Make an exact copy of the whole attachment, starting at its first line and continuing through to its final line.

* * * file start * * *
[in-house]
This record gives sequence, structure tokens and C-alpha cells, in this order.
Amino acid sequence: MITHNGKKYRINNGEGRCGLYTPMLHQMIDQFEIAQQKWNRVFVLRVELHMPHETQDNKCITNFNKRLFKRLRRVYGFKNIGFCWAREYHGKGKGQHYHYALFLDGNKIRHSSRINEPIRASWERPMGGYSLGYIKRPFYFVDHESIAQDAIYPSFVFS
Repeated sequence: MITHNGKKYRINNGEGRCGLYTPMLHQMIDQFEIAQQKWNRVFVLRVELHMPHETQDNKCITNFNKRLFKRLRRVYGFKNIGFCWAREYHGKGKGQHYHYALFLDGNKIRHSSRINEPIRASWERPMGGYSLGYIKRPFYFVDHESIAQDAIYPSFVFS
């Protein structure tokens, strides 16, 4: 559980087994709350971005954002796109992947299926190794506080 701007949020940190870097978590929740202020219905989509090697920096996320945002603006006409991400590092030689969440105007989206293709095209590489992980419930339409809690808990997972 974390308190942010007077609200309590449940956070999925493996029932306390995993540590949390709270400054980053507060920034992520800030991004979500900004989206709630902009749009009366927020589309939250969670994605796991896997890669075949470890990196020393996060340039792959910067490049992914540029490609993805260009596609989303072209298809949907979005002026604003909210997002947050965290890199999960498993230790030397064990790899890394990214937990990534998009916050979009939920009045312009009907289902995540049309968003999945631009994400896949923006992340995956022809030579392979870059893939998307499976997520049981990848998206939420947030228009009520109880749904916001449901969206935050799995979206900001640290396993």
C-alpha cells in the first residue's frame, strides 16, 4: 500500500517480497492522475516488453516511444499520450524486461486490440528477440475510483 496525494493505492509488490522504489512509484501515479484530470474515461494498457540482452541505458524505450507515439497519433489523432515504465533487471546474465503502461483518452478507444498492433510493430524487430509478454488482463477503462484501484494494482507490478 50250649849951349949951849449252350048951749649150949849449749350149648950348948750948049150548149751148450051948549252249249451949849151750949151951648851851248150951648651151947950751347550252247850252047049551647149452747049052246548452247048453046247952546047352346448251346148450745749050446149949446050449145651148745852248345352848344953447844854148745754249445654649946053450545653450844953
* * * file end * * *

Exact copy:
[in-house]
This record gives sequence, structure tokens and C-alpha cells, in this order.
Amino acid sequence: MITHNGKKYRINNGEGRCGLYTPMLHQMIDQFEIAQQKWNRVFVLRVELHMPHETQDNKCITNFNKRLFKRLRRVYGFKNIGFCWAREYHGKGKGQHYHYALFLDGNKIRHSSRINEPIRASWERPMGGYSLGYIKRPFYFVDHESIAQDAIYPSFVFS
Repeated sequence: MITHNGKKYRINNGEGRCGLYTPMLHQMIDQFEIAQQKWNRVFVLRVELHMPHETQDNKCITNFNKRLFKRLRRVYGFKNIGFCWAREYHGKGKGQHYHYALFLDGNKIRHSSRINEPIRASWERPMGGYSLGYIKRPFYFVDHESIAQDAIYPSFVFS
């Protein structure tokens, strides 16, 4: 559980087994709350971005954002796109992947299926190794506080 701007949020940190870097978590929740202020219905989509090697920096996320945002603006006409991400590092030689969440105007989206293709095209590489992980419930339409809690808990997972 974390308190942010007077609200309590449940956070999925493996029932306390995993540590949390709270400054980053507060920034992520800030991004979500900004989206709630902009749009009366927020589309939250969670994605796991896997890669075949470890990196020393996060340039792959910067490049992914540029490609993805260009596609989303072209298809949907979005002026604003909210997002947050965290890199999960498993230790030397064990790899890394990214937990990534998009916050979009939920009045312009009907289902995540049309968003999945631009994400896949923006992340995956022809030579392979870059893939998307499976997520049981990848998206939420947030228009009520109880749904916001449901969206935050799995979206900001640290396993």
C-alpha cells in the first residue's frame, strides 16, 4: 500500500517480497492522475516488453516511444499520450524486461486490440528477440475510483 496525494493505492509488490522504489512509484501515479484530470474515461494498457540482452541505458524505450507515439497519433489523432515504465533487471546474465503502461483518452478507444498492433510493430524487430509478454488482463477503462484501484494494482507490478 50250649849951349949951849449252350048951749649150949849449749350149648950348948750948049150548149751148450051948549252249249451949849151750949151951648851851248150951648651151947950751347550252247850252047049551647149452747049052246548452247048453046247952546047352346448251346148450745749050446149949446050449145651148745852248345352848344953447844854148745754249445654649946053450545653450844953